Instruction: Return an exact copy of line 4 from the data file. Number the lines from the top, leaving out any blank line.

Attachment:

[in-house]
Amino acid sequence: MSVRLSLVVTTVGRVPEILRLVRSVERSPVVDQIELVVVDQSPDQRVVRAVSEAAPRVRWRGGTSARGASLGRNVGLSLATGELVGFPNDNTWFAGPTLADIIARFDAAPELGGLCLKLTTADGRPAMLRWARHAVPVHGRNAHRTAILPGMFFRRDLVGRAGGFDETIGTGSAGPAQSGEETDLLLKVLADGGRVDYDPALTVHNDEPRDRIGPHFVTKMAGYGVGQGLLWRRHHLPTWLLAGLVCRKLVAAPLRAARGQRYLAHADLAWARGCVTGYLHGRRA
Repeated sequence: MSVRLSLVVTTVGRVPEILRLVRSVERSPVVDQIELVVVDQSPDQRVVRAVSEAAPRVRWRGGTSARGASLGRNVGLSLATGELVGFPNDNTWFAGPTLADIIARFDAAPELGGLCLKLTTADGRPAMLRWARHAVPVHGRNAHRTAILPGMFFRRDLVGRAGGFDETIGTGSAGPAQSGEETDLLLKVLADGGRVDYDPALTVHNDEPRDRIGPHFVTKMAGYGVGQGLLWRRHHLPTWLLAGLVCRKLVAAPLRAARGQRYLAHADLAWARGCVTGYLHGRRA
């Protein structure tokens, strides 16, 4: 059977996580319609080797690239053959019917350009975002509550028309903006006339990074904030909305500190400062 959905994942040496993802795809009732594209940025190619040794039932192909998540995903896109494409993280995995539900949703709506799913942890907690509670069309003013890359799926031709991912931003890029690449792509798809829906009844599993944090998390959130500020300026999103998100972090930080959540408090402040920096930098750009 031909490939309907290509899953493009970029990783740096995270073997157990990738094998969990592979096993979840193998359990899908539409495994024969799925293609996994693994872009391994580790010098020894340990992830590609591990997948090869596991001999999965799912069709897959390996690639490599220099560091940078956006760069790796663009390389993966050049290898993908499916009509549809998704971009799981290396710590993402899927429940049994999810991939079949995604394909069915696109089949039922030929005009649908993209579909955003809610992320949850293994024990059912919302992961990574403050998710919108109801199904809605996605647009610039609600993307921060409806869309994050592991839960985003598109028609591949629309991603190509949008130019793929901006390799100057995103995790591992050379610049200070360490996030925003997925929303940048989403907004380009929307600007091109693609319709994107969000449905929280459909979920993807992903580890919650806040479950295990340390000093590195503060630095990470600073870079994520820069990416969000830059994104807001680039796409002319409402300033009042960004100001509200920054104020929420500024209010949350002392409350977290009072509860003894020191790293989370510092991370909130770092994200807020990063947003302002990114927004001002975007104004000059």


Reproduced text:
């Protein structure tokens, strides 16, 4: 059977996580319609080797690239053959019917350009975002509550028309903006006339990074904030909305500190400062 959905994942040496993802795809009732594209940025190619040794039932192909998540995903896109494409993280995995539900949703709506799913942890907690509670069309003013890359799926031709991912931003890029690449792509798809829906009844599993944090998390959130500020300026999103998100972090930080959540408090402040920096930098750009 031909490939309907290509899953493009970029990783740096995270073997157990990738094998969990592979096993979840193998359990899908539409495994024969799925293609996994693994872009391994580790010098020894340990992830590609591990997948090869596991001999999965799912069709897959390996690639490599220099560091940078956006760069790796663009390389993966050049290898993908499916009509549809998704971009799981290396710590993402899927429940049994999810991939079949995604394909069915696109089949039922030929005009649908993209579909955003809610992320949850293994024990059912919302992961990574403050998710919108109801199904809605996605647009610039609600993307921060409806869309994050592991839960985003598109028609591949629309991603190509949008130019793929901006390799100057995103995790591992050379610049200070360490996030925003997925929303940048989403907004380009929307600007091109693609319709994107969000449905929280459909979920993807992903580890919650806040479950295990340390000093590195503060630095990470600073870079994520820069990416969000830059994104807001680039796409002319409402300033009042960004100001509200920054104020929420500024209010949350002392409350977290009072509860003894020191790293989370510092991370909130770092994200807020990063947003302002990114927004001002975007104004000059």